First things first, one of the things that has bothered me since the very first time I watched Thor: The Dark World at its midnight premiere is where the fuck did Bor put the aether? It’s deep underground, yes, but is it under Svartalfheim? Is it under Earth? Is it under Asgard? For any of those situations: why? Also for any of those situations, how and why did it grab Jane in particular? These should all be very simple questions to answer within the plot with very little additional dialogue. It’s simply never ever brought up; like it was purposely ignored. Never in any other situation do the holes in the convergence show a kind of suction power. They’re more like doors that people travel through, no one is ever pulled in the way Jane is. If we give that to the aether, however, it again comes to the question of what its motivation is. Is it like the One Ring, that it’s trying to return to its master? Which I guess is Malekith, although he shouldn’t even really be its master if its an Infinity Stone, it should be too powerful to have some kind of attachment to any individual. Furthermore, if it is trying to return to Malekith, it’s really taking an incomprehensibly long way to get to him. After all, if it has the power to pull people into whatever realm that its in, it surely had a better means of transport than Jane Foster. If the idea was to be on Earth for Malekith to come get it (after all, thats where it needed to be for the Convergence, I guess), then it surely could have done more to stay on Earth. We saw it “protect” itself on two occasions; presumably, it could have done that when Thor attempted to take her to Asgard, or for that matter when she was taken prisoner by Odin. Point is, the movie wants to treat the Aether like a living thing, which I am all for, but then is treated like an inanimate object to be used by the protagonists.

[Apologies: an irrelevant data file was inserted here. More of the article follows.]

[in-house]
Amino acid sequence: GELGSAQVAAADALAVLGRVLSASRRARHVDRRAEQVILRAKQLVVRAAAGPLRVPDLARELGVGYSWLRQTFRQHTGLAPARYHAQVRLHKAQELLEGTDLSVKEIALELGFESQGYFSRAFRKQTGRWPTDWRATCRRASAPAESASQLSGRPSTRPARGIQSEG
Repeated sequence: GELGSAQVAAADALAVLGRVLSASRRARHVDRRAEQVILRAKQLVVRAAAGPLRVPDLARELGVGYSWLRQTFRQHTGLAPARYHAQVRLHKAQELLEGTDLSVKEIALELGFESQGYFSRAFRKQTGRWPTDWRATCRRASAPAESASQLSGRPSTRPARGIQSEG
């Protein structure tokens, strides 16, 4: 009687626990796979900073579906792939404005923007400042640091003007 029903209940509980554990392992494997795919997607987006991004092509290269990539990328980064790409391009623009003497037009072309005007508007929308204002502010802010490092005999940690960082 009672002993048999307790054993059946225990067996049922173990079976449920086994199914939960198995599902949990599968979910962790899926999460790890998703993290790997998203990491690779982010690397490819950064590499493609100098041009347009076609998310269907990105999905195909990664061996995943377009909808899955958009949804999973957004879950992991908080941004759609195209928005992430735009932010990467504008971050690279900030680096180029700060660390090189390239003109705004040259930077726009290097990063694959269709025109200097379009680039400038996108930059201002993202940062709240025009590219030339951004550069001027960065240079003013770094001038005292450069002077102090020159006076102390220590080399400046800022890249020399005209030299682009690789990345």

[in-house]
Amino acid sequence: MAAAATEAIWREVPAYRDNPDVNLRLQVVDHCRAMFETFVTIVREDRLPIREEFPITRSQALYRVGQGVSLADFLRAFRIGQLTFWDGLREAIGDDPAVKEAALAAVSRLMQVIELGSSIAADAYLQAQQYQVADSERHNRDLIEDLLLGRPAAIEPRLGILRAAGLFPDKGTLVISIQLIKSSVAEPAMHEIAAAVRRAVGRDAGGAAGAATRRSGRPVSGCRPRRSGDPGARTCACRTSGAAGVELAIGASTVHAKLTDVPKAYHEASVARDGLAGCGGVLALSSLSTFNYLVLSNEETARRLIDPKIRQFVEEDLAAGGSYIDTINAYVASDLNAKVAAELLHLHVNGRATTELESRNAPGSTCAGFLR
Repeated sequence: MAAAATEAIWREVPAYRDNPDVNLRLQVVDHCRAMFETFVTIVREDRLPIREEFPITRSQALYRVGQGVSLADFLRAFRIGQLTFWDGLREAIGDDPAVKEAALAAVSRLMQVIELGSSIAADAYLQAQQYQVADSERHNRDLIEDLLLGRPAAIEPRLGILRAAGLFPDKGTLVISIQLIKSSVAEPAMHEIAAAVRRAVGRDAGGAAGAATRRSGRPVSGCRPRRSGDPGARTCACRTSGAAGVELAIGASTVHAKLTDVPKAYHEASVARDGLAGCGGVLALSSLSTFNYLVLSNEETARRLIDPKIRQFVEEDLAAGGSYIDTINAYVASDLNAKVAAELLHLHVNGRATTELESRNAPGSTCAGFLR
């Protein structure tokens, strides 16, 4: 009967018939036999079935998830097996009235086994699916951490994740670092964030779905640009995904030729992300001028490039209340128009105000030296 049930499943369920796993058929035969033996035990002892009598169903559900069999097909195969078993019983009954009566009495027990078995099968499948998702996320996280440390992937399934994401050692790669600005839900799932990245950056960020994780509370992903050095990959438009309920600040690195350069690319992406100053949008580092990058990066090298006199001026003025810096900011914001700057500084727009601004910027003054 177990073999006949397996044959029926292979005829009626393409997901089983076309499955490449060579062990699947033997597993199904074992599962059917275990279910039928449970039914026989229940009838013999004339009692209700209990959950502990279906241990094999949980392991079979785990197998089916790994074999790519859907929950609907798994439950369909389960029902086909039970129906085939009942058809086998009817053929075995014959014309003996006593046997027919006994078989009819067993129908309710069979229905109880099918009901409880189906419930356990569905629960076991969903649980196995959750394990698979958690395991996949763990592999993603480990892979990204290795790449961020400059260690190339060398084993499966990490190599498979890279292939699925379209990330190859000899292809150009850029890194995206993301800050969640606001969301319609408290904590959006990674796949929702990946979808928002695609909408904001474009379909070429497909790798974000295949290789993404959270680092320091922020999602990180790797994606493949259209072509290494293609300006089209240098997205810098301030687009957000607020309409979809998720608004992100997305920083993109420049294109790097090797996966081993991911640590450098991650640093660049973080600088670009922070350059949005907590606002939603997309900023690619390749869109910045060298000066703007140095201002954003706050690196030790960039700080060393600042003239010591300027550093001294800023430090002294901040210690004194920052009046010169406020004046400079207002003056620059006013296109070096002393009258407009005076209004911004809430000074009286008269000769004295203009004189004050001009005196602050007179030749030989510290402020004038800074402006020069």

Ok, ok, lets move past that. Let’s talk about how shittily the movie handled Jane’s “posession” or whatever that whole thing was supposed to be. In short, I was very disapppointed by the film’s use of Jane Foster. Though, if I’m being honest, she’s been poorly used throughout the Marvel Cinematic Universe. After all, in The Avengers, she ggets shipped off to Norway so that she won’t be a distraction to our heroes. But the thhing that bugs me the most about her in Thor: TDW is the way the Marvel Execs had promoted her before the release as being such a strong force in the film and how integral she was to the defeat of Malekith. When in reality, for most of the movie, when she wasn’t fainting or swooning, she was being used as a prop or as bait by the other (male) characters. I really like Jane as a character, I like her attitude, I like that she has zero interpersonal skills, and I like her need to stand up to all authority even when (or especially when) its totally foolish to do so. But despite being the human vessel for this film’s evil macguffin, she has essentially nothing to do.